SOCHI, Russia – On Sunday, Mikaela Shiffrin said a champion finds a path to victory no matter the circumstance.
She was not talking about Bode Miller, but she might have been. Miller critiques a course more ruthlessly than he critiques his own performance.
Shiffrin said she will steer clear of explanations/excuses when she fails to emerge as the victor.
On Tuesday, while facing a mix of every terror winter has to offer, Shiffrin negotiated a less-than-ideal giant slalom course well enough to finish fifth. It was an impressive Olympic debut.
It was not what she wanted.
“I wanted gold,” Shiffrin said.
She will have her chance at gold soon. On Friday, Shiffrin will compete in the slalom, and she’s the overwhelming favorite. She’s also the reigning world champion.
It was, no doubt, an ugly morning and afternoon in the mountains. Driving rain turned to snow. Fog rolled in, and toward the end of the competition sleet arrived. Mother Nature revealed much of her diverse, dangerous power.
Shiffrin, 18, spends hours envisioning her performance in a competition. She goes through every twist and turn. She is obsessive about detail.
The fog and the snow and the sleet and the rain must have troubled her tremendously, right?
No, Shiffrin said.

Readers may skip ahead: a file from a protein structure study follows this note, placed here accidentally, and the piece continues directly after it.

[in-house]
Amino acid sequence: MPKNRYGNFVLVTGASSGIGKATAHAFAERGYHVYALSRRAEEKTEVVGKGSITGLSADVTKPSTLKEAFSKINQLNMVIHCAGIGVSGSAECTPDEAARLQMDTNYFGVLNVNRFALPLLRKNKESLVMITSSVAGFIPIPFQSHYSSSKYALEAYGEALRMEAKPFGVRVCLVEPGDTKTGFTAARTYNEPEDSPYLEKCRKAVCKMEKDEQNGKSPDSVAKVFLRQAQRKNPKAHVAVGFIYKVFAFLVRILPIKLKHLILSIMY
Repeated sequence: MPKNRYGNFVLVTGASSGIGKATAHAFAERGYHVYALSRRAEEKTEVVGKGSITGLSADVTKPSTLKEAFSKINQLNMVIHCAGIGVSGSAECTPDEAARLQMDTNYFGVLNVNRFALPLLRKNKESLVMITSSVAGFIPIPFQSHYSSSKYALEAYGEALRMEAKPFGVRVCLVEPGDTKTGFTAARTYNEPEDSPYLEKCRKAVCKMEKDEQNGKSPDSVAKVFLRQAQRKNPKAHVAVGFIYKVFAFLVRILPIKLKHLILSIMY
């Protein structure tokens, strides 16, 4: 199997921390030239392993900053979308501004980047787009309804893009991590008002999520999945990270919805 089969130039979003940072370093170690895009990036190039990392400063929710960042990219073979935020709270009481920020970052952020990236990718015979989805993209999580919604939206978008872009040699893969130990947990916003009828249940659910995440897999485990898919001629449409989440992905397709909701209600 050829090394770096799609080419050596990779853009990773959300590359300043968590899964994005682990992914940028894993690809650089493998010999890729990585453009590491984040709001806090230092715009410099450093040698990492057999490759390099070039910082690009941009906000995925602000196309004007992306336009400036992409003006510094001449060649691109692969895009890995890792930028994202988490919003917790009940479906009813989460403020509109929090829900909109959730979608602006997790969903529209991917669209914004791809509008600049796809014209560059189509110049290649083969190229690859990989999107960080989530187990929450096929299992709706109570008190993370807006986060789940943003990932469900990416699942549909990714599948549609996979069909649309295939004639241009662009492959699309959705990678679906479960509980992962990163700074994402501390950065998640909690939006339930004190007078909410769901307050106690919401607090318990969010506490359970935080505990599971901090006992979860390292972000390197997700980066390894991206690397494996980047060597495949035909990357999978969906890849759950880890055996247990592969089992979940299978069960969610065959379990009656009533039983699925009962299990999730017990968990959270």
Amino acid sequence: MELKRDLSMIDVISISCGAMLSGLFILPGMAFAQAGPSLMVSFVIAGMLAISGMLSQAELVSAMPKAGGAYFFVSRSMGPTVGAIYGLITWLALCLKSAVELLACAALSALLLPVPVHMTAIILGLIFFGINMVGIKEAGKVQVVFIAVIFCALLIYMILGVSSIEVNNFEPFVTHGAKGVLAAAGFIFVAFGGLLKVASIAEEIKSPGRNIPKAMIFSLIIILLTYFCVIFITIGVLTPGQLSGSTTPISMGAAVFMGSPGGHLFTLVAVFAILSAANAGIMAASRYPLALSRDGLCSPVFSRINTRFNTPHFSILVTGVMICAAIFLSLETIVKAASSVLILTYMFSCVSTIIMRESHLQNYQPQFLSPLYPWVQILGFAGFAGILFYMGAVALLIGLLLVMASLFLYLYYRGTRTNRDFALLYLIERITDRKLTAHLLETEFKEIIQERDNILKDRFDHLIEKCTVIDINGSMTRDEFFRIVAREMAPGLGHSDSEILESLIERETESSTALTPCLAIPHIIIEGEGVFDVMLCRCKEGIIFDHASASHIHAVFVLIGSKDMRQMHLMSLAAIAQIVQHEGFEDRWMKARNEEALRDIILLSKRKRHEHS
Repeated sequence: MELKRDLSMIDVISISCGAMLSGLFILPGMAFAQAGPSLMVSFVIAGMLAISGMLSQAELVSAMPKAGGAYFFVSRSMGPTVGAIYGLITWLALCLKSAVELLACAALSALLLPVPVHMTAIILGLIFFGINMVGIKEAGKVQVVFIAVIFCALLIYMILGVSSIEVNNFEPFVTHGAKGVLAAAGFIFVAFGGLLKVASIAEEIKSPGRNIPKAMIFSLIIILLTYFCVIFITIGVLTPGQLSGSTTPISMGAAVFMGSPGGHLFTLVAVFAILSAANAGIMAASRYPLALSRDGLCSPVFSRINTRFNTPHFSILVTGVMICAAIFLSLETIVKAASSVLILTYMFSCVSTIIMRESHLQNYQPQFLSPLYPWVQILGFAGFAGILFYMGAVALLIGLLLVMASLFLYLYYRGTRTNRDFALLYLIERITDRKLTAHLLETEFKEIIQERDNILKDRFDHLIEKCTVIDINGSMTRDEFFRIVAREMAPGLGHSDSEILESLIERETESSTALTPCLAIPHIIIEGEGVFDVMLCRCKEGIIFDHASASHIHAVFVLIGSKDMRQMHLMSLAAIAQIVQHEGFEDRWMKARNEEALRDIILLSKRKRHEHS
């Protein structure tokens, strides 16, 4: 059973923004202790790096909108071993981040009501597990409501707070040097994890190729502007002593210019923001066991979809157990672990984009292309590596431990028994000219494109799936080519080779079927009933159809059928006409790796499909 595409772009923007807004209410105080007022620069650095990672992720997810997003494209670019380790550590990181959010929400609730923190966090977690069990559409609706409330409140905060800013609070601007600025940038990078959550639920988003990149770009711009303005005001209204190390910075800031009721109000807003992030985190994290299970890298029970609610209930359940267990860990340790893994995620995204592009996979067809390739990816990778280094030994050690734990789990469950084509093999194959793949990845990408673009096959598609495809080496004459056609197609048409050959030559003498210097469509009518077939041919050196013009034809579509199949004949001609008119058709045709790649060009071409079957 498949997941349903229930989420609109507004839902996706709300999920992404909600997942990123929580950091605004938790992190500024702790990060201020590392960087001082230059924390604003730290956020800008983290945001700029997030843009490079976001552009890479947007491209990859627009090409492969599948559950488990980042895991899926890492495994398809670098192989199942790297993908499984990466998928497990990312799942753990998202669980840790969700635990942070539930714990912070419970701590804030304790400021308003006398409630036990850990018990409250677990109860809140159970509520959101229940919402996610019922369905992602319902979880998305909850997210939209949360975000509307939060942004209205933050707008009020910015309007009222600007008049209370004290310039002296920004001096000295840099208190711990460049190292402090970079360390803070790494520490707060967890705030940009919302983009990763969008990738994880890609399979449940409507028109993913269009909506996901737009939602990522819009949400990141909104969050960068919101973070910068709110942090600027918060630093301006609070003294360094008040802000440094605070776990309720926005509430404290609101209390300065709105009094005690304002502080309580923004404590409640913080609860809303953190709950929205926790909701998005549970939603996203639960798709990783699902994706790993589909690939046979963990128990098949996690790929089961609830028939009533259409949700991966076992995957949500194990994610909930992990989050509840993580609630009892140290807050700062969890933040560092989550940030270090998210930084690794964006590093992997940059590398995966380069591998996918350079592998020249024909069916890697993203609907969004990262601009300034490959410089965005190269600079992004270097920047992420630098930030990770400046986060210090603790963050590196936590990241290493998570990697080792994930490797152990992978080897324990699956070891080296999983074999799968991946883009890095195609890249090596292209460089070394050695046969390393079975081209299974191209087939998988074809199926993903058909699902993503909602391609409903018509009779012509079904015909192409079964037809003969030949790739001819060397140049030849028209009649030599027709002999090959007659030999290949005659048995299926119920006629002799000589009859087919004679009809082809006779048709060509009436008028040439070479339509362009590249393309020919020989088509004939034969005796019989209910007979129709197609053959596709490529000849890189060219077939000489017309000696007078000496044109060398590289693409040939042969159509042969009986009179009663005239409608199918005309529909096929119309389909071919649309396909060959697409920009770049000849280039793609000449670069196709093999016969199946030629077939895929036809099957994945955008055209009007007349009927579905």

She insisted she could see the course more clearly than she expected. She offered no excuses/explanations, and she has already devised her plan for Friday’s slalom.
“Ski faster,” she said with a smile.
Shiffrin has never won a World Cup giant slalom competition. She has twice placed in World Cup competition, but she was not a favorite to medal in the giant slalom.
Tina Maze of Slovenia won gold, and afterward she talked as if the wild weather mix had been her friend.
“The weather is playing games with us,” Maze said, “but I love it when it works out fine. I don’t care if it’s rainy or sunny as long as it’s possible to ski well.”
Maze relaxed between her two runs by watching the Slovenian men’s hockey team, which has enjoyed surprising success. Slovenia defeated Austria Tuesday to earn a place in Wednesday’s quarterfinals vs. Sweden.
“The guys were playing so well,” Maze said of her countrymen. “They just gave me a will to show so much more.”
Maze should offer formidable competition for Shiffrin in Friday’s slalom. Maze arrived at Sochi in a slump after recent struggles, but there’s no doubt her slump has ended. She’s earned two golds along with a fourth-place and fifth-place finish.
Maze will try to follow the example of her friends on the Slovenian hockey team.
She seeks an upset in the slalom.